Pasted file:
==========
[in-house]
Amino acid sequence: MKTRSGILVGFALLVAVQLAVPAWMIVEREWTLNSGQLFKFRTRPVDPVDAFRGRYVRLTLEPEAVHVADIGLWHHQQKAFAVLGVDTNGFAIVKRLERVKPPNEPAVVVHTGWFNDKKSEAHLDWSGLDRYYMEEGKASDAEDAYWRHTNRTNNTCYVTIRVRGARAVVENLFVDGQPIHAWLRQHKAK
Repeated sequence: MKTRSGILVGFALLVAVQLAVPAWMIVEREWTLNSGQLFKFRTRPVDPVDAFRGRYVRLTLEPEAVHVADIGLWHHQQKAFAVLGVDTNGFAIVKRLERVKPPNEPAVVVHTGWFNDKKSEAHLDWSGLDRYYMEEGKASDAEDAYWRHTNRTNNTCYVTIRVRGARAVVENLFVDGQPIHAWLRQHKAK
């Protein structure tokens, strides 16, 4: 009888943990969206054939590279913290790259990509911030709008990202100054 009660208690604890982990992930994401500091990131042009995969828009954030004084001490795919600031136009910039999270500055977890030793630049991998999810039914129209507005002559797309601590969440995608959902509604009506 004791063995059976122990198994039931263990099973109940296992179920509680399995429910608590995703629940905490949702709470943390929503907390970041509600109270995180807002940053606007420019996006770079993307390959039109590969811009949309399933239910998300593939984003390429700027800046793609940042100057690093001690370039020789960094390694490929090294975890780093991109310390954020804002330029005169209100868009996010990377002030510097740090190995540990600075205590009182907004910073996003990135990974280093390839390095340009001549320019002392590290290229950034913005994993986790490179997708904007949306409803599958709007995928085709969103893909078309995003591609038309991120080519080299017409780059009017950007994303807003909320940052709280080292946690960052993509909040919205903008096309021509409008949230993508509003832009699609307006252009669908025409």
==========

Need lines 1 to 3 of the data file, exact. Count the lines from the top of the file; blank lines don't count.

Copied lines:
[in-house]
Amino acid sequence: MKTRSGILVGFALLVAVQLAVPAWMIVEREWTLNSGQLFKFRTRPVDPVDAFRGRYVRLTLEPEAVHVADIGLWHHQQKAFAVLGVDTNGFAIVKRLERVKPPNEPAVVVHTGWFNDKKSEAHLDWSGLDRYYMEEGKASDAEDAYWRHTNRTNNTCYVTIRVRGARAVVENLFVDGQPIHAWLRQHKAK
Repeated sequence: MKTRSGILVGFALLVAVQLAVPAWMIVEREWTLNSGQLFKFRTRPVDPVDAFRGRYVRLTLEPEAVHVADIGLWHHQQKAFAVLGVDTNGFAIVKRLERVKPPNEPAVVVHTGWFNDKKSEAHLDWSGLDRYYMEEGKASDAEDAYWRHTNRTNNTCYVTIRVRGARAVVENLFVDGQPIHAWLRQHKAK